It’s been 15 years since Peter Chan’s released his masterpiece Comrades: Almost a Love Story to unprecedented critical and commercial success. Since then, Chan has dabbled in horror, war flicks, and lighter drama films. That said, Dearest stands out as his most complete film since he defined himself as a filmmaker with Comrades. It’s morally confronting, thought-provoking, psychological and subtly political, and a sudden departure from the string of mediocre films, redefining Chan as one of Chinese cinema’s most relevant exports. On the surface, Dearest is a film that investigates the mental state of mind after a child going missing; the total loss, desperation and emptiness of everything that follows. From the start, Tian Wenjun (Huang Bo) and Lu Xiaojuan (Hao Lei) are presented as couple out of love, divorced and with one remarried, with their child Pengpeng one of the few things keeping them in each others lives. Already, it’s an unconventional set-up from Chan. This isn’t an idyllic portrait of life in China, it’s an already damaged picture with visible cracks in the frame. When Pengpeng goes missing and his two parents erupt and tension and anger towards both each other and themselves, it’s not deeply surprising. Nor is Pengpeng’s disappearance in the first place. From the opening scene it’s clear that the disappearance itself isn’t at the centre of Chan’s film. For those who are looking for a fast-paced detective thriller, Dearest is as far from it as you can get. It’s a slow-burning study of the myriad of relationships that human beings can have with grief as well as the structures that push people towards it.
In the wake of Pengpeng’s abduction, his parents are shown going through the typical signs of grief. They even attend a support group for parents who have lost their children, in Chan’s less-than-subtle attempt to push home the point of how frequently these abductions occur in the city. In one scene – where the support group chase a man they believe to be abducting a child only to find a monkey inside the bag slung over his back – the desperation and pain of the situation is made abundantly clear. In these earlier scenes in the film, Chan conveys the anguish of the parents well, although it isn’t the most cinematically fascinating thing to watch. It takes until halfway through the film – when the parents locate Pengpeng – that Dearest really begins to fall together as one of the director’s strongest works. The first hour of the film is devoted to locating Pengpeng, however, when his biological parents locate him, Dearest is flipped upside down.
It’s a two hour movie, although its climax occurs just after the halfway point. The scene where Wenjun and Xiaojuan find Pengpang and “steal” him back is painfully disorienting as the aforementioned biological parents force their son away from his adopted mother as he screams longingly towards her as she chases after them. For the rest of the film, Wenjun and Xiaojuan are thrown into the periphery, as is Pengpeng. The film isn’t about that anymore and Chan quickly establishes why he’s taken this approach. The man who abducted Pengpeng is dead. Li Hongqin (Zhao Wei) is presented as deeply unaware of where her late husband discovered Pengpeng. Unable to have children, Hongqin is positioned as having thought her husband had a child with another woman for her to raise, rather than stealing an already born child from its biological family. Despite this moral positioning, she is punished for her relationship to Pengpeng and is taken into custody.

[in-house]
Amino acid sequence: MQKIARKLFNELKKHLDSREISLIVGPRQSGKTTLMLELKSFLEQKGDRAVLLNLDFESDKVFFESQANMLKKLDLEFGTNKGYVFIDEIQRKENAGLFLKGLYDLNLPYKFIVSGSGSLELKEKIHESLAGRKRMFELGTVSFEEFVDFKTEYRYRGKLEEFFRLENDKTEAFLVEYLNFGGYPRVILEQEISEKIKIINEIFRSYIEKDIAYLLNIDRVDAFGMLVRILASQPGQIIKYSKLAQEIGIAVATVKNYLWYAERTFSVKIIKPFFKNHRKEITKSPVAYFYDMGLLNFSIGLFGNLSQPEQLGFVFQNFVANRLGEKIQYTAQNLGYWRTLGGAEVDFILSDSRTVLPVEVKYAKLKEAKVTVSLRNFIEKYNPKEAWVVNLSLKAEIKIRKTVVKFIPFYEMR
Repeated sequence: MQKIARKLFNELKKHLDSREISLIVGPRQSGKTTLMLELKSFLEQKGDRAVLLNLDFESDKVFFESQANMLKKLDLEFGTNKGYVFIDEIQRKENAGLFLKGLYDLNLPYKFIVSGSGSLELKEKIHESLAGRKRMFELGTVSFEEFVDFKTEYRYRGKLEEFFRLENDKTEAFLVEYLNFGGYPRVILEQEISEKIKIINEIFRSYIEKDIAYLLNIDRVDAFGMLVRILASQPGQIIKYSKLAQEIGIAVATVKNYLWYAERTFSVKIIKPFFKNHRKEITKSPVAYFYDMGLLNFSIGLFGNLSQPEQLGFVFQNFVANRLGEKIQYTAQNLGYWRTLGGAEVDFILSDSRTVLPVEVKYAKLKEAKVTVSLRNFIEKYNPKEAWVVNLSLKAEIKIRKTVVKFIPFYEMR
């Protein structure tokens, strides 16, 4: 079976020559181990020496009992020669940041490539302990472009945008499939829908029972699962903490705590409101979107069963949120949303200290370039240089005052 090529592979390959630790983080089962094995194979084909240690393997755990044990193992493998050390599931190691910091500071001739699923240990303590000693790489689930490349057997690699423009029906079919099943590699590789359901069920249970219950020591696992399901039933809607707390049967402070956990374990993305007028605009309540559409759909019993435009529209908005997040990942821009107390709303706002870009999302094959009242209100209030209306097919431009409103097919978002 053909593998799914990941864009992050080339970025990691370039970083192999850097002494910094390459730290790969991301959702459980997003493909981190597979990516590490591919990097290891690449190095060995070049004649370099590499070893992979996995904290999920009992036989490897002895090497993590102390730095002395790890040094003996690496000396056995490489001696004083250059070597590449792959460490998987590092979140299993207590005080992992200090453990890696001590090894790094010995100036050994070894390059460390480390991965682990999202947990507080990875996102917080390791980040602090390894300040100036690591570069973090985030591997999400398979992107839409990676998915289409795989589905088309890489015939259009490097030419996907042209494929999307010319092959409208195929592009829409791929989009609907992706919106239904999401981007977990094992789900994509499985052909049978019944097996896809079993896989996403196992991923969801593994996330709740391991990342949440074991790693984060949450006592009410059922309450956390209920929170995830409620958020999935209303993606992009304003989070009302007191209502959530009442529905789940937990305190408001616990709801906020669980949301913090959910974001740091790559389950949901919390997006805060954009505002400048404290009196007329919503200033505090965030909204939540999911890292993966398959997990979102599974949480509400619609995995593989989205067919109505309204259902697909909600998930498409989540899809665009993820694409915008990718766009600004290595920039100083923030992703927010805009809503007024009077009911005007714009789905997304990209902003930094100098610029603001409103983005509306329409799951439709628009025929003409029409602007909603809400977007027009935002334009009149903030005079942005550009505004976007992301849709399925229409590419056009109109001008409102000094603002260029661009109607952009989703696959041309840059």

Li Hongqin isn’t a typical villain at all. Chan is careful in his intricate characterisation of her as as much as – and by the end of the film, significantly more – of a victim as Wenjun and Xiaojuan are. Unlike Pengpeng’s biological parents, who speak Standard Mandarin, Hongqin is not from the same background and lacks the same education and support. In making Hongqin speak the Lower Yangtze Mandarin dialect, Chan is able present her as a lesser educated, poorer and more vulnerable figure than Wenjun and Xiaojuan. It’s in this nuance that the film reaches its most humanist commentary. For Chan, it’s clear that Hongqin is an examination of the class divides in Shenzen. Her love for Pengpeng is never questioned throughout; it’s as pure as anyone in the film. Despite this, everything falls apart for her in a slow-burning second half that evades cliche as well as the first. The loss of her daughter, whom the government take away after she is arrested for her late husband’s kidnapping of Pengpeng is the absolute conclusion to the bitter denouement of the film. That’s what makes Dearest Chan’s most memorable film is years; constantly dodging expectations and logical progressions, the director has built a painful and confronting character study that cuts to the heart of class divides in Shenzen.
While the film isn’t a documentary, the constant realism that punctuates its duration likely comes from the study into abduction that fuelled Chan’s work. The director was in contact with two families that had lost their children, one of which was found. In the Chinese cut of the film, the closing credits have a photo of the child that wasn’t found alongside the phone number of his father. Chan’s film is fiction, but this final part drives home the brutal reality of it all. Throughout Dearest, Chan breaks conventional trends in dramatic cinema and leaves with a far more affecting and powerful film as a result.
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